12. I use Cider Vinegar which is actually much nearer to Malt Vinegar when pickling. My onions keep crisp for years - agreed it is the brining that is essentail. You can buy pickling onions here in the Dordogne but I think it may be a bit late in the season now - I usually buy then in August/September time.
  13. Definitely try to get Jack here so that he can do the last year of Primary school (CM2) - it will give him time to adjust to the new system and to pick up the language without being under too much pressure. The first year of College can be a bit stressful as it's the year that the children are assessed to find out their levels of competence in all subjects. In the meantime try to get Jack French language lessons so that he has a reasonable level of French when he starts at school here.

    Simon only had two terms in CM2 before going to college but we had a very good teacher who saw his potential and made sure that he was brought up to speed. I'm not saying it will be easy for Jack but you can certainly help him by making sure he is fully prepared for his new life in France.

    Lucinda

  14. No probs - we've got full length glass doors and our three lounge lizards - sorry, Labradors - have never been able to scratch the glass . Now the wooden back door..................gouged like crazy!!

     

  15. Hi Panda,

    I'm glad you've found my comments encouraging. My two are by no means the exception - there are an awful lot of success stories out there - but people tend not to spread good news - doom and gloom often seems to be the order of the day which is a real shame. 

    IT is something that is being addressed but, as with all things in the French system, it is taking time to implement. Hopefully, your son will have exposure to that when he moves on to college in the next year or so.

    Lucinda 

  16. [quote user="Daft Doctor"]

    Thanks very much lucinda.  I checked out the BAC pass rates for the Lycee local to where we hope to relocate, but wondered what is considered to be a good percentage of students passing (I realise that the higher the better of course but wondered if there is a benchmark figure which suggests a school is doing well)?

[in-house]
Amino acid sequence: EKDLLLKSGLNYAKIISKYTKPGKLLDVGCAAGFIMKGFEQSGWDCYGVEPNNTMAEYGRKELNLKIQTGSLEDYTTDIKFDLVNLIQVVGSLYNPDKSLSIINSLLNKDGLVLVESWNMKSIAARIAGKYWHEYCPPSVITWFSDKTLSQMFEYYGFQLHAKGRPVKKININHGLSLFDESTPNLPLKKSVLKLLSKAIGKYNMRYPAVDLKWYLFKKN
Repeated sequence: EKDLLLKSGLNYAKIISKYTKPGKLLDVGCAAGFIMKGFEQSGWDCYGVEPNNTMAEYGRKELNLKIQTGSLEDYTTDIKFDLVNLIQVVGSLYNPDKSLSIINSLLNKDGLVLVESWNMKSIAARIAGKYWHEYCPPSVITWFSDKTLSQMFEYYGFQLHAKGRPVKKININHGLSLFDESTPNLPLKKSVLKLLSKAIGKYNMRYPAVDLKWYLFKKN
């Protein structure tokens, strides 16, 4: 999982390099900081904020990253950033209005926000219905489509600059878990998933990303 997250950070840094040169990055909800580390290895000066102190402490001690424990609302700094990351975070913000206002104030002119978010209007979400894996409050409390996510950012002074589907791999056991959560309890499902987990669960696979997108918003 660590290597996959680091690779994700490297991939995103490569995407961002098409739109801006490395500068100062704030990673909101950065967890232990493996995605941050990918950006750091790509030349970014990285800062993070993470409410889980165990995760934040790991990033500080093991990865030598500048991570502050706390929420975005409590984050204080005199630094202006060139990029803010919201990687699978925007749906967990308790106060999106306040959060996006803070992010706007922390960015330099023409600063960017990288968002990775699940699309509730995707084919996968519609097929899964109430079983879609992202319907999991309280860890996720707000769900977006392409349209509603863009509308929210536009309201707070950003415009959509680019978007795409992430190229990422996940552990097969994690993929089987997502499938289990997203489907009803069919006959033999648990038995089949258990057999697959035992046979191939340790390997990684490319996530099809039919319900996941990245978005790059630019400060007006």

Also we wondered what the availability and level of IT education was in French schools these days, and at what stage IT tends to be introduced into the curriculum?

    Any help you can offer is gratefully received

     

     

     

    [/quote]

     

    Pass rates will vary depending on the type of Bac taken - as a benchmark you should look at the pass rates for the Bac S as this is considered to be the most difficult Bac of all for various reasons. If your local Lycee is getting around 75% of it's students through then that's fairly good. Be warned though Colleges and Lycees can change within a matter of a year if the Proviseur changes. The College my two went to had a terrible reputation when our son started there - I was told NOT to send him there by many people. Within two years the head had changed and a lot of improvement was seen. Then it became THE college to go to!!

    As for IT education - this varies and is on the change. Certainly my two had none whatsoever - they are entirely self-taught in that respect. I do know though that this is changing rapidly but again level of provision can vary from region to region and even from school to school. It is something that you need to acertain for yourself when you visit the proposed school. Sorry I can't really answer more definitely on that particular subject. 

    Hope this helps.

    Lucinda